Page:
Although we strive to uphold academic integrity, we may unknowingly be committing plagiarism. As we know (and tell our students) plagiarism is copying from a source verbatim, but it is even more than that. According to Reference.com, “plagiarism is the unauthorized use or close imitation of the language and thoughts of another author and the representation of them as one’s own original work.”
When we hear of faculty plagiarism, it mostly involves a publication. However, do you create PowerPoint® presentations from text content? Do you use ideas or handouts from colleagues? Do you copy a chapter from a book as supplemental reading without providing the source information? Do you use pictures or trademarks from the Internet? If so, you may be guilty of plagiarism. As faculty we should be aware of content that we distribute and whether we need to provide proper citations.
While searching Google with the keywords, faculty plagiarism, there were over 7,000,000 results. While narrowing the search using the keywords “faculty committing plagiarism,” the sites that I viewed have: 1. information about student plagiarism or 2. information about a professor who has committed plagiarism. Information to remind faculty how they may be committing unintentional plagiarism is needed.
Students are now using the same tool that faculty often use to identify faculty plagiarism—the Internet. By typing in a line or two from an assignment or other teaching materials, students are able to find online sources and possibly expose faculty plagiarism.
Here are some considerations for faculty when creating course materials:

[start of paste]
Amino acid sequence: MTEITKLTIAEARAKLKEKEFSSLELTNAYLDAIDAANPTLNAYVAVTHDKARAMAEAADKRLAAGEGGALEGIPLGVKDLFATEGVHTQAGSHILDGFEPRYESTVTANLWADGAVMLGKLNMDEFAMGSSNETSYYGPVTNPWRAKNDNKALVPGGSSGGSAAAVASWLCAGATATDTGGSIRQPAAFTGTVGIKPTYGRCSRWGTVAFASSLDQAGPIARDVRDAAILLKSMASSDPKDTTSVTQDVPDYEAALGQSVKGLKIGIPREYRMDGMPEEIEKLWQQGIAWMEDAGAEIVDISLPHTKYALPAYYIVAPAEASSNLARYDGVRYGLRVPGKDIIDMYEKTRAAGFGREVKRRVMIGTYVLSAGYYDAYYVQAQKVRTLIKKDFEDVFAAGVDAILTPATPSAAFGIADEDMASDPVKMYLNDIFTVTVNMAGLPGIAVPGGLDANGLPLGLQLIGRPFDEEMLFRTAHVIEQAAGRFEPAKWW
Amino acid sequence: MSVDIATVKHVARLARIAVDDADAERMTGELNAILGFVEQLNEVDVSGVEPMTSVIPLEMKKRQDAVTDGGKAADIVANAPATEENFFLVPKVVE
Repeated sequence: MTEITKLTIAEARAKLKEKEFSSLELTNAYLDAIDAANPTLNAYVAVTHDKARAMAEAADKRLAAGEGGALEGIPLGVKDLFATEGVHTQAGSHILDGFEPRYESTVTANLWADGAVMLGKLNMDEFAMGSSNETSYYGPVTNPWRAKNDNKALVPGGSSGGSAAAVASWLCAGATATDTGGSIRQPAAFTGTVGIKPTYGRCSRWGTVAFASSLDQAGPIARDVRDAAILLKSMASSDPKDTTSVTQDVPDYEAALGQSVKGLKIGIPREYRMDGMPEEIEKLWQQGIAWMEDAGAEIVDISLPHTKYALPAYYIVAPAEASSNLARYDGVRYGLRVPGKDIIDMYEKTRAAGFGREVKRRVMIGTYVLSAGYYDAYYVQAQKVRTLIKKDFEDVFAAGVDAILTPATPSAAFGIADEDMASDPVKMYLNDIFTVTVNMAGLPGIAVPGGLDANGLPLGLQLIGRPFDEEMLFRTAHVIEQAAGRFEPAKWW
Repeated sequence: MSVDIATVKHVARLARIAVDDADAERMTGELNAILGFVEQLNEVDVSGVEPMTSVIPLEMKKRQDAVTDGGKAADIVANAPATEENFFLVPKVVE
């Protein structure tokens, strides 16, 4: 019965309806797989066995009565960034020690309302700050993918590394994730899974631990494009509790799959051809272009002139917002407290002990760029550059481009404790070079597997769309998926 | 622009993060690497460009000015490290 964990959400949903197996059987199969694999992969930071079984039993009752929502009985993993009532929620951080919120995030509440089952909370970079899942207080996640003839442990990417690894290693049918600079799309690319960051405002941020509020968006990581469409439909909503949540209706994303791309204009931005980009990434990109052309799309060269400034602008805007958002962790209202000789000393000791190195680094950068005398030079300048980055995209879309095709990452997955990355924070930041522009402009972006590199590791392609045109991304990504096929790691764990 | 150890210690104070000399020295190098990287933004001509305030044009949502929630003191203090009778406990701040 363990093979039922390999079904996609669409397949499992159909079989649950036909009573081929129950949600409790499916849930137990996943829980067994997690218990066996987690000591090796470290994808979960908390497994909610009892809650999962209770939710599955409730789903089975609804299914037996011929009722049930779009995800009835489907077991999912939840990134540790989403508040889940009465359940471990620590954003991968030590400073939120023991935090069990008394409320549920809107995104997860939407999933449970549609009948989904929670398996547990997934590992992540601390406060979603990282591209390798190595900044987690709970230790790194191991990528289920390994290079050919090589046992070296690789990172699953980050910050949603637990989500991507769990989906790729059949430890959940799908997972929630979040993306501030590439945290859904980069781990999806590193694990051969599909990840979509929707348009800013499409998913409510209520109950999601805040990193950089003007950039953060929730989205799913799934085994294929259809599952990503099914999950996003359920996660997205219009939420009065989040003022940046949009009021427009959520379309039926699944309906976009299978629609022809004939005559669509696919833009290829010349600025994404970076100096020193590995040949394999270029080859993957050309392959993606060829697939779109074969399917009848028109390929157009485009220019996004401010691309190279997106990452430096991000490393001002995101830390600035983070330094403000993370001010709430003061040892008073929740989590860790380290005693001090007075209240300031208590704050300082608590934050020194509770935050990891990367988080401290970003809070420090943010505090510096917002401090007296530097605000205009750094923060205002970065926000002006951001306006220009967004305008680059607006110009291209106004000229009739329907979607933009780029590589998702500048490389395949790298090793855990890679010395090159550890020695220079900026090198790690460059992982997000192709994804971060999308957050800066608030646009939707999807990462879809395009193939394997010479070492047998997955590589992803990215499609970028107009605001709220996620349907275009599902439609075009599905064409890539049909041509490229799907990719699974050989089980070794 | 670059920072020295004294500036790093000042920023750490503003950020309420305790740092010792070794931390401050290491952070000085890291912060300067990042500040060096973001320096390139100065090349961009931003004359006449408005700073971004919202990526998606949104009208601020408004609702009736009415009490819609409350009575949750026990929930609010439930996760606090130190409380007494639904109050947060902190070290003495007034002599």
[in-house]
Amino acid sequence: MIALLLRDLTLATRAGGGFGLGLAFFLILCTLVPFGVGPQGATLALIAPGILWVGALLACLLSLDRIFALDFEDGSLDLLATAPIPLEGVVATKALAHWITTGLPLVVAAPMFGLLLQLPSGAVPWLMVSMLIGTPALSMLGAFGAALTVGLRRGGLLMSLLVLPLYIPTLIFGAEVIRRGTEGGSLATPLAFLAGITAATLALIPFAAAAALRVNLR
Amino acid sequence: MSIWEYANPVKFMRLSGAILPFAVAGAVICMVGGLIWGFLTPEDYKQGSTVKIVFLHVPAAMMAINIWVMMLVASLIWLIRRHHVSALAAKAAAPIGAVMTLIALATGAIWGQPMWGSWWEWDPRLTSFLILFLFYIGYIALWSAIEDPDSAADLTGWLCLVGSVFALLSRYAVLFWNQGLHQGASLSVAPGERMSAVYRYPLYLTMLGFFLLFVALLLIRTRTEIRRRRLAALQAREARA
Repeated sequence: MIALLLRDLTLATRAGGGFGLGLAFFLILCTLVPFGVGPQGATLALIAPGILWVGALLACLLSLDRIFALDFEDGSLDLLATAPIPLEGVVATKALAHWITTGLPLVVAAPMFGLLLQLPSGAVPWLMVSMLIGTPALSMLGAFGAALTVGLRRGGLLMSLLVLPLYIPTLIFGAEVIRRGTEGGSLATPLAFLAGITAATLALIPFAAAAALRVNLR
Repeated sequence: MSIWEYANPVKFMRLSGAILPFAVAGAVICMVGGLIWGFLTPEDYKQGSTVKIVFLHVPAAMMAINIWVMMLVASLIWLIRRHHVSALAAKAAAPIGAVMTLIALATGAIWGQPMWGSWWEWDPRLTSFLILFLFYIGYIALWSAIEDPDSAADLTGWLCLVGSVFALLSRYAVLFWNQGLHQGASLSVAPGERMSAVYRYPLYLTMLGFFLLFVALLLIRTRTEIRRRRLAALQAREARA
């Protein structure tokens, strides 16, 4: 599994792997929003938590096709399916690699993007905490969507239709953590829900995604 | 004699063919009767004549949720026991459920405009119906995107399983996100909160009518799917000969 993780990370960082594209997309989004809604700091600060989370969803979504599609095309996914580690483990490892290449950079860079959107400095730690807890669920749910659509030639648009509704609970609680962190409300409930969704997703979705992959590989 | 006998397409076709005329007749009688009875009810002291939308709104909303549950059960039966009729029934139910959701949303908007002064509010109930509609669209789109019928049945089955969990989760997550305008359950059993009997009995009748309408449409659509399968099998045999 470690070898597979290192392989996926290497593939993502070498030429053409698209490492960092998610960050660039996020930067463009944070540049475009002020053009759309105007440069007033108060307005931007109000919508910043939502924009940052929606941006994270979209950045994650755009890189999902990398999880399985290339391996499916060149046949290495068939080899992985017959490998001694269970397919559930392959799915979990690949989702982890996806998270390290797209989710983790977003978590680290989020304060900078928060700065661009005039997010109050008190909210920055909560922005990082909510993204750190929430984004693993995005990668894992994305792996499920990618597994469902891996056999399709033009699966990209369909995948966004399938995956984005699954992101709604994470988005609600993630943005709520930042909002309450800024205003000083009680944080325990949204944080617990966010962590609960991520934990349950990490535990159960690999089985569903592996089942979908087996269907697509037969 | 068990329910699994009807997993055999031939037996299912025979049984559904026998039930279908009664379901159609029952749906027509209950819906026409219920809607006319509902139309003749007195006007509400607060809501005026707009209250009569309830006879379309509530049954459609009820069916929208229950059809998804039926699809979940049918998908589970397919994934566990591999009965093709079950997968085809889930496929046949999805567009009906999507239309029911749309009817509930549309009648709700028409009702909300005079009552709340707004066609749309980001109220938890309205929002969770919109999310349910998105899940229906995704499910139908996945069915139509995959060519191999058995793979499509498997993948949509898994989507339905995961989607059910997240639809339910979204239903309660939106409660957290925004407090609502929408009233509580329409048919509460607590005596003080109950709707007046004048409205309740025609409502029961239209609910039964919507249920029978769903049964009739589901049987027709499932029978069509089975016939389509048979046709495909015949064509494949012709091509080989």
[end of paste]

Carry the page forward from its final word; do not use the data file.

- Place a citation at the bottom of your PowerPoint slides (or better yet, on the master slide) to reference your textbook. If you use a direct quote/definition from the text, include the page number afterward.
- Provide credit where credit is due when using ideas, organization of content, or quotes from colleagues.
- Provide references on any copied materials that you use as supplements and consider the Fair Use Law.
- Write or type Web links or references on any articles that you send to students or upload on a course content site such as Blackboard. After recording the citation on the article, it can be copied as a pdf. Merely citing these on Blackboard may not be enough.
- Do those pictures from the Internet that you wish to use have a copyright sign or is the website copyrighted? If so, request permission before you copy. There are plenty of open source pictures and graphics on the web that are for anyone’s use. However, trademarked images should not be used without permission.
Academic integrity is a vital component of our professional responsibility. We set an example for students and, make no mistake, they are watching!
Dr. Miki Crawford is the faculty coordinator and an associate professor in communication at Ohio University Southern Campus.